“I was delighted to see Openreach and the Benacre Estate working hand-in-hand using innovative techniques such as self-dig and drones in order to deploy full fibre broadband to homes and businesses. I hope other farmers and landowners will replicate what I saw, in order to make Suffolk one of the most digitally advanced parts of the country.

“Our lives increasingly dependent on faster, reliable broadband connection for things such as accessing education and health services, enabling business to trade efficiently, making full use of smart technology around the home, as well as online TV and gaming. So, it is exciting to see Benacre and Openreach leading the way.”

Suffolk web users can check either the Better Broadband for Suffolk website or Openreach (openreach.co.uk) website to find out if they’re able to access the latest fibre broadband technologies and see what’s happening locally.

Openreach demonstrate the latest fibre build at Benacre Estate to their local MP

Thousands of people across the county have already chosen to upgrade, but it’s thought many people might not be aware that faster speeds are available, they may believe it to be more expensive or think that their broadband speeds will increase automatically – which isn’t the case.

Councillor Matthew Hicks, Leader of Suffolk County Council and Cabinet member with responsibility for broadband said:

“Self-dig schemes, such as this, can help our programme to cover the properties that are in the hardest to reach areas of Suffolk. The reduced cost of providing fibre broadband through a self-dig scheme, which comes from the civil engineering work being undertaken by the landowner, or a contractor on the landowner’s behalf, means that our funding can stretch to reach even more properties. This is important as we continue to pursue a means of connecting the whole of Suffolk to superfast broadband.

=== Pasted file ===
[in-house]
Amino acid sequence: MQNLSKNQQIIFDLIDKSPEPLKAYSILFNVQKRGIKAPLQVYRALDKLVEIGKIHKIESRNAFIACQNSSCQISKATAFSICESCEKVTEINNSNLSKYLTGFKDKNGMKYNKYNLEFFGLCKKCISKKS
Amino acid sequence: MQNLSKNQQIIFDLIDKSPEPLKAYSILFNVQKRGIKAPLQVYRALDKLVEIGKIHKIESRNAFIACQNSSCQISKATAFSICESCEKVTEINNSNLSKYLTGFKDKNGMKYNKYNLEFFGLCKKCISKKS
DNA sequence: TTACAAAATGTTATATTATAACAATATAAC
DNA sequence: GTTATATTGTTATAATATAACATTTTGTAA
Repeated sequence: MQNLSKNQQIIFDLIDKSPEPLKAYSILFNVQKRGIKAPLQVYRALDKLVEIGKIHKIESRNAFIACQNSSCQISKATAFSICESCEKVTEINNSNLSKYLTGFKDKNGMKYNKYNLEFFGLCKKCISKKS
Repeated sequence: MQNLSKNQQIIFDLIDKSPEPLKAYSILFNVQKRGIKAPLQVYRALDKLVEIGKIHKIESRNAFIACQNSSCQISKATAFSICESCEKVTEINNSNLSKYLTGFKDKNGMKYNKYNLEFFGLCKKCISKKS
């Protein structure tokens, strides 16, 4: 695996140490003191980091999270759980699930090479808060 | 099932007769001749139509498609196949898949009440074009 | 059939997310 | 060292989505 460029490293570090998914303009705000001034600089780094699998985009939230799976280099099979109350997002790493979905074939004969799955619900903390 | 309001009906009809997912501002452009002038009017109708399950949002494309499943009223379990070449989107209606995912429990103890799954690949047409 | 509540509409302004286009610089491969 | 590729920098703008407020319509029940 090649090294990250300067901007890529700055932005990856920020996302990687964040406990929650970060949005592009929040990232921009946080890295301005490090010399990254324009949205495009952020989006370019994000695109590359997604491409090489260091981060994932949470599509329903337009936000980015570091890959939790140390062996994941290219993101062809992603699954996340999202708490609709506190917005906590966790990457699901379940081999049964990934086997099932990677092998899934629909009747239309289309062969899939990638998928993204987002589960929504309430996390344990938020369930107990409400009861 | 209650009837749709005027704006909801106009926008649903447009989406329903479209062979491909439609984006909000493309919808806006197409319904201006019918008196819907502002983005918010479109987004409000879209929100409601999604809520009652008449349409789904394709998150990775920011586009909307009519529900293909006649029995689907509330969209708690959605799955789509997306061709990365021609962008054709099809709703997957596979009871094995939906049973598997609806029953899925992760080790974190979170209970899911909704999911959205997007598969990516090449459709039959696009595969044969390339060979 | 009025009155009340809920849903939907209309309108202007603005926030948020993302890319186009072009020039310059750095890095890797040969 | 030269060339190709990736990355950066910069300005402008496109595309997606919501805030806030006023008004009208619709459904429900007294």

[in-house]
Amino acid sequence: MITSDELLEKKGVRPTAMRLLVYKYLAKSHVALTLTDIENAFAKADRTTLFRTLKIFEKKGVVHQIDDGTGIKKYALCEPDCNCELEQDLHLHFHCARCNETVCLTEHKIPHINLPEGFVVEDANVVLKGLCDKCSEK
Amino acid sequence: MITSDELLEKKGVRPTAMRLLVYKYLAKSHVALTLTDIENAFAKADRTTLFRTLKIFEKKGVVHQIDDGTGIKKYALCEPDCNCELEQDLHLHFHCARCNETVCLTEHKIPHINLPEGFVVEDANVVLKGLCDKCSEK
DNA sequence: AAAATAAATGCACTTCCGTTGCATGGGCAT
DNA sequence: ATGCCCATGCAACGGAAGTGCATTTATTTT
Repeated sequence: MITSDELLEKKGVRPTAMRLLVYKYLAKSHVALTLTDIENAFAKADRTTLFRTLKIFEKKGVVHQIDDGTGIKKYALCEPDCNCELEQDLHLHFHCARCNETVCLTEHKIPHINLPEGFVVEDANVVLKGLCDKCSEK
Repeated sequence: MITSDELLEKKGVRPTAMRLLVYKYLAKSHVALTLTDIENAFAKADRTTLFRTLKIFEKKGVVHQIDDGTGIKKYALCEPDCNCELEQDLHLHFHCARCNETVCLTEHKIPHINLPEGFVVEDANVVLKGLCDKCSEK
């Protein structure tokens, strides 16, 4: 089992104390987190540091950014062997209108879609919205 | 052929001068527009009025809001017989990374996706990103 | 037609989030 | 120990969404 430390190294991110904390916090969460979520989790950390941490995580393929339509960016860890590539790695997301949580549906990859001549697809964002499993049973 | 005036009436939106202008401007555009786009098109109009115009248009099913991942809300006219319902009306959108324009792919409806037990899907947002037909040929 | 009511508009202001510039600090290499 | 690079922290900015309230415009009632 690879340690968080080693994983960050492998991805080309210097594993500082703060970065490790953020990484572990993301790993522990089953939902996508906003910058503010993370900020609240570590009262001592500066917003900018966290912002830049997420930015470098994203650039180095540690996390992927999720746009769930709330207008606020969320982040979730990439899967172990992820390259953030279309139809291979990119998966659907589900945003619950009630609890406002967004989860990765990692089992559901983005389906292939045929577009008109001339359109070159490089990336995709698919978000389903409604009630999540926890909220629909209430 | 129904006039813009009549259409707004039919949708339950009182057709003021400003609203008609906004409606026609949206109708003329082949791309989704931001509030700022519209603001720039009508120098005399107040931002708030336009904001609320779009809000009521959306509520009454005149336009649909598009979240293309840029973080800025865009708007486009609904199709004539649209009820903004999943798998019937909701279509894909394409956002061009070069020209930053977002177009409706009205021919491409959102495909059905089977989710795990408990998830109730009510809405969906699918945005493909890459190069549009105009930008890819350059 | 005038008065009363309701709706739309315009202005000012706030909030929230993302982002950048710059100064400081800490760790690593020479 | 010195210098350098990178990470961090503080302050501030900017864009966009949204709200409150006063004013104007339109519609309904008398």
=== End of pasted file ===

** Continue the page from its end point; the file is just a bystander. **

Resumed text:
These schemes highlight how important collaborative working can be. This is an exemplary demonstration of what can be achieved when Suffolk County Council, our partners such as Openreach, and the community work together.”

Kevin Murphy, Openreach’s Managing Director for Network and Fibre Delivery, said:

“We have already done a huge amount of work across Suffolk but we know there is more to do. We’re working closely with the county council to extend our fibre network into some of the most hard-to-reach areas. And Openreach is making huge progress across the UK to make the latest Fibre to the Premise (FTTP) technology available. We aim to reach more than four million premises by March 2021.”

Openreach’s commitment to Suffolk and the wider East of England region extends well beyond making faster broadband available. Around 3,300 of our people live here, and earlier this year the company announced it was recruiting 400 new engineering jobs.

A large Openreach training centre is located in Peterborough, where thousands of engineers get to grips with the technology behind the UK’s largest telephone and broadband network, connecting everything from homes and schools to businesses and government departments.

For more information about Openreach visit openreach.co.uk.